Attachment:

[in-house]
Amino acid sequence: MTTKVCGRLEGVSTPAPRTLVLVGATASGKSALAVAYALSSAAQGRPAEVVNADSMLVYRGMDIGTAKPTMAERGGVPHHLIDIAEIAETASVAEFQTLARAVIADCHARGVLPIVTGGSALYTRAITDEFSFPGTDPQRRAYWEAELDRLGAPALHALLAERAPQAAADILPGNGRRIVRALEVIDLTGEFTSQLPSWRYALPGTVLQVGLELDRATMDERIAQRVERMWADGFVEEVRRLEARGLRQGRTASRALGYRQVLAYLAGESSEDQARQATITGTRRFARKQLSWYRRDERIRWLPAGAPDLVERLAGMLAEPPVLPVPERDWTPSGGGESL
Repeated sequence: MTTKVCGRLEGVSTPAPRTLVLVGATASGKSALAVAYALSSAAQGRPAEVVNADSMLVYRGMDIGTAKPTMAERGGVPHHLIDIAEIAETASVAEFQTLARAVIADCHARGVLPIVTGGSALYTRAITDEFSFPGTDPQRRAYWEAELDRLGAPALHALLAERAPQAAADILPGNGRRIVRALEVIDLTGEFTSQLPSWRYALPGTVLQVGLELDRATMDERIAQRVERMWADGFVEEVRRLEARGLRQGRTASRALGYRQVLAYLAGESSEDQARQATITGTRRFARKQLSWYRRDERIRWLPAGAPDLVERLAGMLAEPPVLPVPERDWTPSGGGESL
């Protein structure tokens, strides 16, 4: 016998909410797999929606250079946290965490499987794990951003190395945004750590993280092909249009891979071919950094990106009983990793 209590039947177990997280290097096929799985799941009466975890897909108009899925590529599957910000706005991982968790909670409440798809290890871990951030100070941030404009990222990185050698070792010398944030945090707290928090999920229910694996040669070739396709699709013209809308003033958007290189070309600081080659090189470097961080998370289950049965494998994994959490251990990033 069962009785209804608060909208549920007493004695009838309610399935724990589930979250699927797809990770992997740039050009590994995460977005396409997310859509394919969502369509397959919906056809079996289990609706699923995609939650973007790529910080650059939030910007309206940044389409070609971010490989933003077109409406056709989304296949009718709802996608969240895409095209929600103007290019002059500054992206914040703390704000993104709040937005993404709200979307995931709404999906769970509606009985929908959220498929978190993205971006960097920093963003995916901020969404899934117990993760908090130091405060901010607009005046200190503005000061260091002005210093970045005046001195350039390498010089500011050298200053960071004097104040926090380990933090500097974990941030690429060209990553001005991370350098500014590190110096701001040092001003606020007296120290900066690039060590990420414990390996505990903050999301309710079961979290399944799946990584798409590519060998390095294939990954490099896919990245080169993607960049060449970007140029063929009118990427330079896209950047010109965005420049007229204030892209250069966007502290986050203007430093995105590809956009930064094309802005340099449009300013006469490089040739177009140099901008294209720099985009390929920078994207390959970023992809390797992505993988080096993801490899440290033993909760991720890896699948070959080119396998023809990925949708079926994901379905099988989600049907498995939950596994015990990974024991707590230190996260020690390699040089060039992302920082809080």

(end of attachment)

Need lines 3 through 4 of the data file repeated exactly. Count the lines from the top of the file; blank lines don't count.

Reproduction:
Repeated sequence: MTTKVCGRLEGVSTPAPRTLVLVGATASGKSALAVAYALSSAAQGRPAEVVNADSMLVYRGMDIGTAKPTMAERGGVPHHLIDIAEIAETASVAEFQTLARAVIADCHARGVLPIVTGGSALYTRAITDEFSFPGTDPQRRAYWEAELDRLGAPALHALLAERAPQAAADILPGNGRRIVRALEVIDLTGEFTSQLPSWRYALPGTVLQVGLELDRATMDERIAQRVERMWADGFVEEVRRLEARGLRQGRTASRALGYRQVLAYLAGESSEDQARQATITGTRRFARKQLSWYRRDERIRWLPAGAPDLVERLAGMLAEPPVLPVPERDWTPSGGGESL
């Protein structure tokens, strides 16, 4: 016998909410797999929606250079946290965490499987794990951003190395945004750590993280092909249009891979071919950094990106009983990793 209590039947177990997280290097096929799985799941009466975890897909108009899925590529599957910000706005991982968790909670409440798809290890871990951030100070941030404009990222990185050698070792010398944030945090707290928090999920229910694996040669070739396709699709013209809308003033958007290189070309600081080659090189470097961080998370289950049965494998994994959490251990990033 069962009785209804608060909208549920007493004695009838309610399935724990589930979250699927797809990770992997740039050009590994995460977005396409997310859509394919969502369509397959919906056809079996289990609706699923995609939650973007790529910080650059939030910007309206940044389409070609971010490989933003077109409406056709989304296949009718709802996608969240895409095209929600103007290019002059500054992206914040703390704000993104709040937005993404709200979307995931709404999906769970509606009985929908959220498929978190993205971006960097920093963003995916901020969404899934117990993760908090130091405060901010607009005046200190503005000061260091002005210093970045005046001195350039390498010089500011050298200053960071004097104040926090380990933090500097974990941030690429060209990553001005991370350098500014590190110096701001040092001003606020007296120290900066690039060590990420414990390996505990903050999301309710079961979290399944799946990584798409590519060998390095294939990954490099896919990245080169993607960049060449970007140029063929009118990427330079896209950047010109965005420049007229204030892209250069966007502290986050203007430093995105590809956009930064094309802005340099449009300013006469490089040739177009140099901008294209720099985009390929920078994207390959970023992809390797992505993988080096993801490899440290033993909760991720890896699948070959080119396998023809990925949708079926994901379905099988989600049907498995939950596994015990990974024991707590230190996260020690390699040089060039992302920082809080």